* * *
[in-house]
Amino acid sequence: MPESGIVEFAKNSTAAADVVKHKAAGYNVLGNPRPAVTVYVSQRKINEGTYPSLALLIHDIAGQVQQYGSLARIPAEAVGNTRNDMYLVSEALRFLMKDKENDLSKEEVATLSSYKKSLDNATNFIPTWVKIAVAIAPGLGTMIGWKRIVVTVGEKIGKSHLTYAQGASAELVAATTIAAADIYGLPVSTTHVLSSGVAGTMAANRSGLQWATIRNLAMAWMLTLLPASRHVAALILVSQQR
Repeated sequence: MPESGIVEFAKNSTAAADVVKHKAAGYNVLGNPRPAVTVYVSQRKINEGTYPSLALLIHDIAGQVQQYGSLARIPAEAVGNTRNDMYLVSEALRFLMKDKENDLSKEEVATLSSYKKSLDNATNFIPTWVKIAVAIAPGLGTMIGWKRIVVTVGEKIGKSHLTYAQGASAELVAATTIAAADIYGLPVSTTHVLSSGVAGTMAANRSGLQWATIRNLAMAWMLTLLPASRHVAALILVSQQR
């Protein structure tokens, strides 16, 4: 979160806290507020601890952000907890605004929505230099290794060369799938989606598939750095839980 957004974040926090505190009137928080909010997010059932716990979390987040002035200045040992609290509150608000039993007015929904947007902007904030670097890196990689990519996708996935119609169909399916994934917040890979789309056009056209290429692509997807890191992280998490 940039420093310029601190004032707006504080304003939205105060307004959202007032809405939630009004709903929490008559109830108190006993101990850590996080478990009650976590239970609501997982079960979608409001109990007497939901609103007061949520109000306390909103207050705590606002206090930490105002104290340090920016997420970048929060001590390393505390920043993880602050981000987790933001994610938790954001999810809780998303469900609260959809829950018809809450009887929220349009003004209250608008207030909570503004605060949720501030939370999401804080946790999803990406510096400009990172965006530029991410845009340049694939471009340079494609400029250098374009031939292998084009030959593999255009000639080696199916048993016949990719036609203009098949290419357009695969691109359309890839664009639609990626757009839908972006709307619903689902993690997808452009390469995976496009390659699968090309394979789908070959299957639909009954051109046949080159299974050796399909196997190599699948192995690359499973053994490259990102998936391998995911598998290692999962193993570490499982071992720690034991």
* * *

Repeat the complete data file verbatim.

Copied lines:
[in-house]
Amino acid sequence: MPESGIVEFAKNSTAAADVVKHKAAGYNVLGNPRPAVTVYVSQRKINEGTYPSLALLIHDIAGQVQQYGSLARIPAEAVGNTRNDMYLVSEALRFLMKDKENDLSKEEVATLSSYKKSLDNATNFIPTWVKIAVAIAPGLGTMIGWKRIVVTVGEKIGKSHLTYAQGASAELVAATTIAAADIYGLPVSTTHVLSSGVAGTMAANRSGLQWATIRNLAMAWMLTLLPASRHVAALILVSQQR
Repeated sequence: MPESGIVEFAKNSTAAADVVKHKAAGYNVLGNPRPAVTVYVSQRKINEGTYPSLALLIHDIAGQVQQYGSLARIPAEAVGNTRNDMYLVSEALRFLMKDKENDLSKEEVATLSSYKKSLDNATNFIPTWVKIAVAIAPGLGTMIGWKRIVVTVGEKIGKSHLTYAQGASAELVAATTIAAADIYGLPVSTTHVLSSGVAGTMAANRSGLQWATIRNLAMAWMLTLLPASRHVAALILVSQQR
């Protein structure tokens, strides 16, 4: 979160806290507020601890952000907890605004929505230099290794060369799938989606598939750095839980 957004974040926090505190009137928080909010997010059932716990979390987040002035200045040992609290509150608000039993007015929904947007902007904030670097890196990689990519996708996935119609169909399916994934917040890979789309056009056209290429692509997807890191992280998490 940039420093310029601190004032707006504080304003939205105060307004959202007032809405939630009004709903929490008559109830108190006993101990850590996080478990009650976590239970609501997982079960979608409001109990007497939901609103007061949520109000306390909103207050705590606002206090930490105002104290340090920016997420970048929060001590390393505390920043993880602050981000987790933001994610938790954001999810809780998303469900609260959809829950018809809450009887929220349009003004209250608008207030909570503004605060949720501030939370999401804080946790999803990406510096400009990172965006530029991410845009340049694939471009340079494609400029250098374009031939292998084009030959593999255009000639080696199916048993016949990719036609203009098949290419357009695969691109359309890839664009639609990626757009839908972006709307619903689902993690997808452009390469995976496009390659699968090309394979789908070959299957639909009954051109046949080159299974050796399909196997190599699948192995690359499973053994490259990102998936391998995911598998290692999962193993570490499982071992720690034991």